Puffed feathers can, oddly enough, also indicate that your parrot is too warm.  In this case, the feathers may be flared to a greater degree than when cold temperatures are involved, and the wings may be held out a bit from the body.  When very hot, the parrot may open its beak and pump the throat rapidly, a behavior known as gular flapping.


Umbrella CockatooLike many animals, parrots that feel threatened will attempt to make themselves appear larger…flaring their feathers and sometimes spreading the wings.  The head feathers may be raised quite high, even among species without crests (the “head display kings” are the cockatoos and hawk headed parrots; please see photo).  Aggressive parrots will also stare at the threat – you may notice the eye’s pupil widening as well – and may snap their beaks or scream.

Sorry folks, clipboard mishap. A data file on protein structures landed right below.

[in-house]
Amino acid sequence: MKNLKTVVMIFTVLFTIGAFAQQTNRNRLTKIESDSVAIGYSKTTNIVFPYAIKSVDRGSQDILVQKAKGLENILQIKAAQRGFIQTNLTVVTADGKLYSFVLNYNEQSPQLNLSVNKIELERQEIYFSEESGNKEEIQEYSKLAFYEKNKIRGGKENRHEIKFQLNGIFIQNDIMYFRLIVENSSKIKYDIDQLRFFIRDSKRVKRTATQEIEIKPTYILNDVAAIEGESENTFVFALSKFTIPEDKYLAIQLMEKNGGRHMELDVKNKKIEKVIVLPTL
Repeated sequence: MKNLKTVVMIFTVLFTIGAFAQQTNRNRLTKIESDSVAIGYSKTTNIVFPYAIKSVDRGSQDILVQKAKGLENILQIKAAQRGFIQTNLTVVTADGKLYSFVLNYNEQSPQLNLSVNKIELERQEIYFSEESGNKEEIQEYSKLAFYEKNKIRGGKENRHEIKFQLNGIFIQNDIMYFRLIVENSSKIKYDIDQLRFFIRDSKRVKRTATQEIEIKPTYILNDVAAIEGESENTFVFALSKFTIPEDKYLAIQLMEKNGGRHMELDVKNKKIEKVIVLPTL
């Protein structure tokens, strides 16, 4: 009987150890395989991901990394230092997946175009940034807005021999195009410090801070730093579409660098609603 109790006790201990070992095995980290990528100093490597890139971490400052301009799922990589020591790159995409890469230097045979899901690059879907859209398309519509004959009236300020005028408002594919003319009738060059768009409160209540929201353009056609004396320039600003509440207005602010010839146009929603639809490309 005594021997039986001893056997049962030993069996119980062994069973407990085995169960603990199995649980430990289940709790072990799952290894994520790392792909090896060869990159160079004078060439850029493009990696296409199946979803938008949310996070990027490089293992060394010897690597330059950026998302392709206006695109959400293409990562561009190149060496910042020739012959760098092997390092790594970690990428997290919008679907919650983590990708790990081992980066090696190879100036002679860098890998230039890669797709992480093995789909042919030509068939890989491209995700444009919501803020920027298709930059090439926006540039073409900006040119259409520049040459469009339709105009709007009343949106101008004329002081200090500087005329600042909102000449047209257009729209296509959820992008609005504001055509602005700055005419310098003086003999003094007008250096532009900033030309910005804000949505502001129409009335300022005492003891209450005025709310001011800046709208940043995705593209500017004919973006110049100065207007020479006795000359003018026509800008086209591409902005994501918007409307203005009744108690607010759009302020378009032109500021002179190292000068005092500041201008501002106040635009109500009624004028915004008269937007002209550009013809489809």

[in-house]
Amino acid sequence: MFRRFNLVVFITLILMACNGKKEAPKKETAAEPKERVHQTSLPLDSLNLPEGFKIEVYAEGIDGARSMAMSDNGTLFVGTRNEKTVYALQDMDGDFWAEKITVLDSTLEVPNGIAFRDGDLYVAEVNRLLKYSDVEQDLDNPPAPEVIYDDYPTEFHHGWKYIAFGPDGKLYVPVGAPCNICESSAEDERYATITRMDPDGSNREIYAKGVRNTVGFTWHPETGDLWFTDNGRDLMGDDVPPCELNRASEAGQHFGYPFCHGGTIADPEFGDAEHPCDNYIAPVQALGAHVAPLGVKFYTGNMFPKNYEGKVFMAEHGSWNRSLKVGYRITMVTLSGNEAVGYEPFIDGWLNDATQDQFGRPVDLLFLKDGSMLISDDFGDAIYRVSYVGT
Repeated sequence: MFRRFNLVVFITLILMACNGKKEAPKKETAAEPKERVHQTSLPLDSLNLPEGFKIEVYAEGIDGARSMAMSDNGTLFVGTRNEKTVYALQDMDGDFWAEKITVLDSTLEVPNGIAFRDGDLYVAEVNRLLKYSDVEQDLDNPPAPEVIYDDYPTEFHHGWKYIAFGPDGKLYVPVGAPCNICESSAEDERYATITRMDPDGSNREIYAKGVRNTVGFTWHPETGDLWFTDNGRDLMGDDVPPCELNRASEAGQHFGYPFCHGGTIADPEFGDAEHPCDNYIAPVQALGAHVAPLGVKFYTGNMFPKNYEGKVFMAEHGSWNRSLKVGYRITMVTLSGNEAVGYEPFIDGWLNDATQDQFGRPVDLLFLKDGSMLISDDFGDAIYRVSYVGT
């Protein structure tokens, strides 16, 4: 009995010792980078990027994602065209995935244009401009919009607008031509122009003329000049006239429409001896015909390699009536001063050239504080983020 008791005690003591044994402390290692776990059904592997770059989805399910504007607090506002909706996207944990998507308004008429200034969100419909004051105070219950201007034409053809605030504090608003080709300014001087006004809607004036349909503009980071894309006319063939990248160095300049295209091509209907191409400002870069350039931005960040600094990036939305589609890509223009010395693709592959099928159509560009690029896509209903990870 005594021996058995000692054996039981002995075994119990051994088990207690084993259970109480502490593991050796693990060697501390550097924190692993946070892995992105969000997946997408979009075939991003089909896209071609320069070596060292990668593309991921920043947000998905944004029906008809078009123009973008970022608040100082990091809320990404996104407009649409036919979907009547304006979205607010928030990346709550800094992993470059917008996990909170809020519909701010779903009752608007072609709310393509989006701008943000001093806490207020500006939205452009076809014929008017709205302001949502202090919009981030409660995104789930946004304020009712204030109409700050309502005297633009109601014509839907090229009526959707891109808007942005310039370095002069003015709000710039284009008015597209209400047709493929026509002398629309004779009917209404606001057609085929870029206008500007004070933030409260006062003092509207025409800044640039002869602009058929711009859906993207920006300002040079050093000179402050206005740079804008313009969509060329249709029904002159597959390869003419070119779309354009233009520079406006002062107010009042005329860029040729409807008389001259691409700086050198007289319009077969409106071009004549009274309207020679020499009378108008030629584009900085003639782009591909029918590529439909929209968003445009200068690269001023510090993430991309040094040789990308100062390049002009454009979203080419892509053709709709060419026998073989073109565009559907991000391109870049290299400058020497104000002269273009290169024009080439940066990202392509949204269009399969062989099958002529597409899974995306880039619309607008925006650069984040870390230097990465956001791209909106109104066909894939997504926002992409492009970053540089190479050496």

A normally friendly bird that suddenly begins exhibiting this behavior, especially if it does so as you approach, may be masking an injury.  Anticipating pain, the bird is warning you off and so should be checked carefully.  Sudden aggression may also arise as a result of hormonal changes associated with sexual maturity, or because the bird is jealous of attention being given its favorite person by another pet or individual.


Sick or injured parrots, and females having difficulty passing eggs, will sit, sometimes on the cage floor, with their feathers puffed out and the body held in a “hunched” position.  The eyes may be closed or partially closed as well.  As it is in a bird’s “best interests” to hide any symptoms of illness (predators single out sick and injured individuals as prey), parrots exhibiting such dramatic signs of illness should be seen by a veterinarian right away.

Further Reading

Parrot sounds also convey a great deal of information; to learn more, please see my article What is My Parrot Saying?


Umbrella Cockatoo image referenced from wikipedia and originally posted by Benjamin Graves